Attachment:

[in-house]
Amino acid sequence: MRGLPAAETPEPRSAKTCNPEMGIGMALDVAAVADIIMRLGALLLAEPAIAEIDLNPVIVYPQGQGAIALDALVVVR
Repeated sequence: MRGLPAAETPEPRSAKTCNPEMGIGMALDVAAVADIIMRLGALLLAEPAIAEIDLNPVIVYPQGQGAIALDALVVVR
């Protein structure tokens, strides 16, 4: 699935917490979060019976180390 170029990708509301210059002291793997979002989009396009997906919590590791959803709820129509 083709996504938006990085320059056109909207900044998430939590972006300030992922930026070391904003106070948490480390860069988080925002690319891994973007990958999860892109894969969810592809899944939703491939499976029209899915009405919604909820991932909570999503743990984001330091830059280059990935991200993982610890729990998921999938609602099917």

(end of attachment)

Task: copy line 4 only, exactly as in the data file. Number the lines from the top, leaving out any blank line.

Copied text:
């Protein structure tokens, strides 16, 4: 699935917490979060019976180390 170029990708509301210059002291793997979002989009396009997906919590590791959803709820129509 083709996504938006990085320059056109909207900044998430939590972006300030992922930026070391904003106070948490480390860069988080925002690319891994973007990958999860892109894969969810592809899944939703491939499976029209899915009405919604909820991932909570999503743990984001330091830059280059990935991200993982610890729990998921999938609602099917």